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By Lena HöckNov 16th
Published December 22nd 2016
Calculating customer churn rate might not be the sexiest piece of work you will do, but it will be a very important one.
Think about the effort your brand puts into winning new customers. Are you putting the same effort into retaining them? As well as increasing the number of customers you have, investigating churn rate can help to identify problems that will improve the customer experience.
Calculating customer churn rate itself simply provides a measurement that allows you to measure if your efforts to retain more customers is working. The real work is in discovering the reasons for churn and implementing the changes that will reduce the rate at which customers churn.
The first thing you need to know about calculating customer churn rate is it is not a simple science. This post suggests there are 43 different ways to do the calculation. This post starts with simple calculations and explains the associated problems, and then leads to a more accurate (and complicated) calculation.
The essence of the formula is to divide the number of churns by the number of customers. Below is a simple but fairly accurate equation way of doing this.
To add to the complication, you can also calculate revenue churn alongside customer churn. The two are of course related but build a different picture of churn.
Customer churn rate will tell you how good you are at retaining your customers, whereas revenue churn rate tells you how good you are at retaining customer revenue. If two of your lowest paying clients churn in one month, and two of your highest value clients churn in the next month, the customer churn rate will look the same, but the revenue churn rate would be cause for alarm.
While there are many ways to calculate both numbers, don’t get lost in trying to find perfect formula. The important thing is to define the terms, decide on the most suitable formula for your organization, and use the results to build your business.
Calculating a number that you can monitor is not much good if you don’t do anything to affect it. There’s no point in data for data’s sake. So you’ll need to understand why people are churning, and then you can use the metric to understand if your efforts are reducing the number of churners.
First, monitor the reasons customers churn by asking them. Add a step to the cancellation process, have an exit interview, or simply ask in a final email. Keep a record of why customers churn, analyzing the most common reasons while tracking any changes.
Keep track of how long between the subscription to cancellation. Analyze their level of engagement during their subscription. A lack of engagement might indicate a problem with the onboarding process or a disconnect between the expectation after the sales process and the reality of user experience.
Often, a churned customer will decide to switch to a competitor. Discovering which competitors are winning business from you will provide important intelligence that can help product, sales and marketing.
Discovering why customers churn can help you accurately target any repeated issues. However, improving your knowledge and offering in certain existing areas can help to reduce customer churn rate.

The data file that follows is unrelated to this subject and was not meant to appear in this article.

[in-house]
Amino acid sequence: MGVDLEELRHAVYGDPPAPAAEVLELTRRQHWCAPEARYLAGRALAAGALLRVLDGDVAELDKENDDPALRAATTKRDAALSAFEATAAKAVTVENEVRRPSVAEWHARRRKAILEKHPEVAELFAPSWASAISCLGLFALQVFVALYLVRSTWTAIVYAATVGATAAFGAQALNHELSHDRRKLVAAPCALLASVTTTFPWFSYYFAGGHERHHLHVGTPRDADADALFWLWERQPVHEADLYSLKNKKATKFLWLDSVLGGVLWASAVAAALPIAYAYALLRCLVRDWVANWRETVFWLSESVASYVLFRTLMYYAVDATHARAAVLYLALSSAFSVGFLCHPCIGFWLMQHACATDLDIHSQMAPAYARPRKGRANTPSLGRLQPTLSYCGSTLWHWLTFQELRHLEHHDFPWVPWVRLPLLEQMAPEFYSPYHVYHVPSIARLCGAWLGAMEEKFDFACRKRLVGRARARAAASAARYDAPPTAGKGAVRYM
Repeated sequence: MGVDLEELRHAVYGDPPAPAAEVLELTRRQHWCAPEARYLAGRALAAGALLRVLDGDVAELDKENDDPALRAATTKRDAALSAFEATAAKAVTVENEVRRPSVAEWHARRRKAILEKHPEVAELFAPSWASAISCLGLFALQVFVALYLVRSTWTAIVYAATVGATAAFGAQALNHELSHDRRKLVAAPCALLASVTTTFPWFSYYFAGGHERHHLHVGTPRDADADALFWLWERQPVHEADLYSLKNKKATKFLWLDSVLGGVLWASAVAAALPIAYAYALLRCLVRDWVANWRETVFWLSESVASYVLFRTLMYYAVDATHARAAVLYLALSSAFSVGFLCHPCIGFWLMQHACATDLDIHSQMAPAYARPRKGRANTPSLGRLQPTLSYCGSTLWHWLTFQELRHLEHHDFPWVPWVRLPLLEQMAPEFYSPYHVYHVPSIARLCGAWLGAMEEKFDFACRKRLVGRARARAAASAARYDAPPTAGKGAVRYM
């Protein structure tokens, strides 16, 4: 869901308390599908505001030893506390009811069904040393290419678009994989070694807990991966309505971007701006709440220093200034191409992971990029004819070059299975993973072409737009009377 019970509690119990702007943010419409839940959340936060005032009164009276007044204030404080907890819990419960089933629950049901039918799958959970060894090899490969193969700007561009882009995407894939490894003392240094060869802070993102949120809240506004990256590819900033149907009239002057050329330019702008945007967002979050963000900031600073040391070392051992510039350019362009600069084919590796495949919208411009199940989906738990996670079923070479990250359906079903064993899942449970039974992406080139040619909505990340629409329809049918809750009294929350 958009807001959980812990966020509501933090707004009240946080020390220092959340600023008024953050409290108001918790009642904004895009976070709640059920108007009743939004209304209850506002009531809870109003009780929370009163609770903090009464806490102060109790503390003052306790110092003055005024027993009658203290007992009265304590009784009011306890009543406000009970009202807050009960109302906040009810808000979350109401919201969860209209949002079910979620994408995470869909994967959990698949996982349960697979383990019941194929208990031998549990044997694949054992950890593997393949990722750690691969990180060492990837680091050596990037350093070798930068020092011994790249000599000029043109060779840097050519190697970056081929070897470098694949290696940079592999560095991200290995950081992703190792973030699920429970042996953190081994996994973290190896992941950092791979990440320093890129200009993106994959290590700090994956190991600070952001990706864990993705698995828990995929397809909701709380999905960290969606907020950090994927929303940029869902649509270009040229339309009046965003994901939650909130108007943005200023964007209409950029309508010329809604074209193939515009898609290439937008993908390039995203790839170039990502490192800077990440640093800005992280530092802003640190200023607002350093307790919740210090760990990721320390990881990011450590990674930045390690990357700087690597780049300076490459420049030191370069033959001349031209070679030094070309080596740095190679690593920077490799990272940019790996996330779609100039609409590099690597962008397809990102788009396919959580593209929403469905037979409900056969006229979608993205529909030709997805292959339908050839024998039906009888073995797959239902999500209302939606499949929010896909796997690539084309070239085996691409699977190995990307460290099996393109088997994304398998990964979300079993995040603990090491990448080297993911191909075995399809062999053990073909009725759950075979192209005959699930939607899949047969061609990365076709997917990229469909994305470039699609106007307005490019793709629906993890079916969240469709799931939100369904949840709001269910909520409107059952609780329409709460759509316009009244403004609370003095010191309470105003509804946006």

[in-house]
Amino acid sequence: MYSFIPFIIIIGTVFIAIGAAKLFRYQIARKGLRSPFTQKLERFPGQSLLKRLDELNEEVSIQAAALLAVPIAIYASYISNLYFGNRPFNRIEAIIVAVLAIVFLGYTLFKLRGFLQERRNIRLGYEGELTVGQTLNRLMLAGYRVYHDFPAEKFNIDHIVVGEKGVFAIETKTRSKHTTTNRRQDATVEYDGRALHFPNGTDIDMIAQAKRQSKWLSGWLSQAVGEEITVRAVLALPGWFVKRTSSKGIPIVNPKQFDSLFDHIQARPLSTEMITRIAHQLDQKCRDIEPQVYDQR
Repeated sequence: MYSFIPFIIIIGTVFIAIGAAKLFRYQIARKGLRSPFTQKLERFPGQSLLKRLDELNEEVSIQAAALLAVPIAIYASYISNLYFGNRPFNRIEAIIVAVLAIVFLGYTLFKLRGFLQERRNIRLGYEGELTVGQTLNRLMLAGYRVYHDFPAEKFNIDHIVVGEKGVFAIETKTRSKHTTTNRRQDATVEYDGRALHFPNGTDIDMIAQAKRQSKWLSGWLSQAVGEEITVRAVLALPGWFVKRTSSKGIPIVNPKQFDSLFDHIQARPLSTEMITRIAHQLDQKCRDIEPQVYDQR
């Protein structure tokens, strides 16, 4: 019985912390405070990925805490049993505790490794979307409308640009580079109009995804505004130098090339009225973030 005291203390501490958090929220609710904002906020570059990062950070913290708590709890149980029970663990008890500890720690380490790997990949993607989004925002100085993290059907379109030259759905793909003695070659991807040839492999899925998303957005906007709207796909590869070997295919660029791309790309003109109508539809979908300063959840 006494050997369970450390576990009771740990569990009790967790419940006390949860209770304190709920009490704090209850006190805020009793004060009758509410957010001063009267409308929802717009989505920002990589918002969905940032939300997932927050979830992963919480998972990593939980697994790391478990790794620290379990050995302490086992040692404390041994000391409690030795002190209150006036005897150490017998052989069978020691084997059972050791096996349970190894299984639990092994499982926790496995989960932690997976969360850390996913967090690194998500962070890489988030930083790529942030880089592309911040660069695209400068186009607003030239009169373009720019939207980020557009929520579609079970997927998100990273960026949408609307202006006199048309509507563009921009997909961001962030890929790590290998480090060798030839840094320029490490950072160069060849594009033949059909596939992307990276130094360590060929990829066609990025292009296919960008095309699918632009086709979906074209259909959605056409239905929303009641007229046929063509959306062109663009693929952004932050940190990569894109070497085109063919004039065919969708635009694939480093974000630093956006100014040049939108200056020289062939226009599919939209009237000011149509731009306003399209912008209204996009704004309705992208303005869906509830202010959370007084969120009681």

Chances are your customers are already telling you what they find frustrating or aspects that could be improved. If they aren’t, ask them. There are several ways to collect the voice of the customer, and several ways that information can help the business.
You need to know what customers perceive as your strengths and weaknesses so that you can work on the weaknesses and emphasize your strengths. Virtually every business will have areas of weakness, but by demonstrating you are working on these can be reassuring for customers, and increase optimism.
Having information on who your lost customers switch to can be really helpful. Different departments can use the information depending on the reasons for these switches.
Product development may be altered if you are consistently losing out because of features. Sales and marketing can develop strategies that deal head-on with these concerns.
Good customer service is really important for keeping your customers happy. Twitter reports good customer service can see a lift of 19% in customer satisfaction. In addition, helping customers succeed and celebrating their success can boost happiness and reduce churn.
If you’ve spent all that time effort and money on winning a new customer, losing them because your onboarding process sucks is just stupid. Find out what is poor about the customer experience and improve it. If you get this process correct, you will ensure your customers are getting the maximum benefit from your brand.
Don’t forget your customers once you’ve signed them. Give them helpful content. Message them about new features. Make sure you are providing a good experience, and that you are invested in their success.
If you are a SaaS company, monitoring software usage can provide an early warning system. When usage drops markedly, an opportunity exists to get in touch with the customer and see if you can get them engaged again, or solve any problems they are having.
This can be a difficult one as you don’t want to give away your secrets. As far as is possible, sharing your product roadmap can reassure customers that you are aware of issues and working to improve them. This might be enough to build faith that any areas of weakness will be addressed in the future.